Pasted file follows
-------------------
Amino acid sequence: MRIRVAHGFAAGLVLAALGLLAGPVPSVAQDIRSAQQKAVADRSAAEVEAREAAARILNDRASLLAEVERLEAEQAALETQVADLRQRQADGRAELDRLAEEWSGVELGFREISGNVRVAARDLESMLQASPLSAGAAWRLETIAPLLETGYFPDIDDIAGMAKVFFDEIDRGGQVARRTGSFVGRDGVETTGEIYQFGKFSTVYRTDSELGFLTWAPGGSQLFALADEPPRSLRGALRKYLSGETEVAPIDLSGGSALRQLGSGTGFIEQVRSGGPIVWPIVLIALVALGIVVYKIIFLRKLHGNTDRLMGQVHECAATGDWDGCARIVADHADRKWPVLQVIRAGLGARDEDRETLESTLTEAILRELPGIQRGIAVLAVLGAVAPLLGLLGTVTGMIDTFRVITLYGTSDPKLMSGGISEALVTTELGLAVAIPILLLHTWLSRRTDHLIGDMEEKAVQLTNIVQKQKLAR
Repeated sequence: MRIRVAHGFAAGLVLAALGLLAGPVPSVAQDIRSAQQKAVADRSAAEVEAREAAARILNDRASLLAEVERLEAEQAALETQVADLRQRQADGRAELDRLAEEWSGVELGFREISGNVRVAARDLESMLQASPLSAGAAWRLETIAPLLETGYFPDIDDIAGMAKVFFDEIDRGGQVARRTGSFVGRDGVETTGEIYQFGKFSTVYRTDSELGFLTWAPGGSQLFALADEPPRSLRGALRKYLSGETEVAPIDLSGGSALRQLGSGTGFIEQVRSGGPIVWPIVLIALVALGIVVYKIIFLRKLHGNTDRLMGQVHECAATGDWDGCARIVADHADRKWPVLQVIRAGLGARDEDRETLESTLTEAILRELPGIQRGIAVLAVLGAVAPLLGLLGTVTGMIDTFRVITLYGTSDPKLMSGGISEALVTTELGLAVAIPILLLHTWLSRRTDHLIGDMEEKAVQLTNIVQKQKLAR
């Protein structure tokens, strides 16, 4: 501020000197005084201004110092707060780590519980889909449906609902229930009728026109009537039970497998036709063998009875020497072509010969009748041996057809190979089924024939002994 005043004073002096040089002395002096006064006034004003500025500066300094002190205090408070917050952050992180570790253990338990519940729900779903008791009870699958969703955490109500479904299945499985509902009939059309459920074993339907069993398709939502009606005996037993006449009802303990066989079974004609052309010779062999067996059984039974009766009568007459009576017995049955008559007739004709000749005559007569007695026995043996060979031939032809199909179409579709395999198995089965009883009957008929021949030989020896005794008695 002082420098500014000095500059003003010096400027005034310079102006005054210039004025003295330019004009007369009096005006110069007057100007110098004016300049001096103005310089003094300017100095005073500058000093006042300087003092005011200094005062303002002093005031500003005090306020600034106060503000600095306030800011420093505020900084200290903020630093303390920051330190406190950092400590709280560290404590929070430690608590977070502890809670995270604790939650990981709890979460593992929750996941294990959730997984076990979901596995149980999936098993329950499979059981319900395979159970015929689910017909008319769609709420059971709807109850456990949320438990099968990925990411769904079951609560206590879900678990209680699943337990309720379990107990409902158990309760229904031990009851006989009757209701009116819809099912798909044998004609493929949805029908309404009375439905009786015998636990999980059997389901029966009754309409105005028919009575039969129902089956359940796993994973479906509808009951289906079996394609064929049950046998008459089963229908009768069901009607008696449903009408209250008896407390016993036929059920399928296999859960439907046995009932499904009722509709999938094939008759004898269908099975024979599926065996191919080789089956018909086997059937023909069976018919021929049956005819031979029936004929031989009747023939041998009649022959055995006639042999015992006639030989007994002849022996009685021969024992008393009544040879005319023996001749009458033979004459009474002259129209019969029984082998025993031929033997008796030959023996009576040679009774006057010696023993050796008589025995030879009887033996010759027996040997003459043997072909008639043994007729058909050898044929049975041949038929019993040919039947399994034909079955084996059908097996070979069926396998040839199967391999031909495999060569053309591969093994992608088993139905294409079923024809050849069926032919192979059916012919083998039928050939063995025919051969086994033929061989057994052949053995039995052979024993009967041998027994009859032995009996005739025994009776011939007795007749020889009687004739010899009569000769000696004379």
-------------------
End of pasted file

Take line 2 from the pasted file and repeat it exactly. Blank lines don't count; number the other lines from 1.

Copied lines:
Repeated sequence: MRIRVAHGFAAGLVLAALGLLAGPVPSVAQDIRSAQQKAVADRSAAEVEAREAAARILNDRASLLAEVERLEAEQAALETQVADLRQRQADGRAELDRLAEEWSGVELGFREISGNVRVAARDLESMLQASPLSAGAAWRLETIAPLLETGYFPDIDDIAGMAKVFFDEIDRGGQVARRTGSFVGRDGVETTGEIYQFGKFSTVYRTDSELGFLTWAPGGSQLFALADEPPRSLRGALRKYLSGETEVAPIDLSGGSALRQLGSGTGFIEQVRSGGPIVWPIVLIALVALGIVVYKIIFLRKLHGNTDRLMGQVHECAATGDWDGCARIVADHADRKWPVLQVIRAGLGARDEDRETLESTLTEAILRELPGIQRGIAVLAVLGAVAPLLGLLGTVTGMIDTFRVITLYGTSDPKLMSGGISEALVTTELGLAVAIPILLLHTWLSRRTDHLIGDMEEKAVQLTNIVQKQKLAR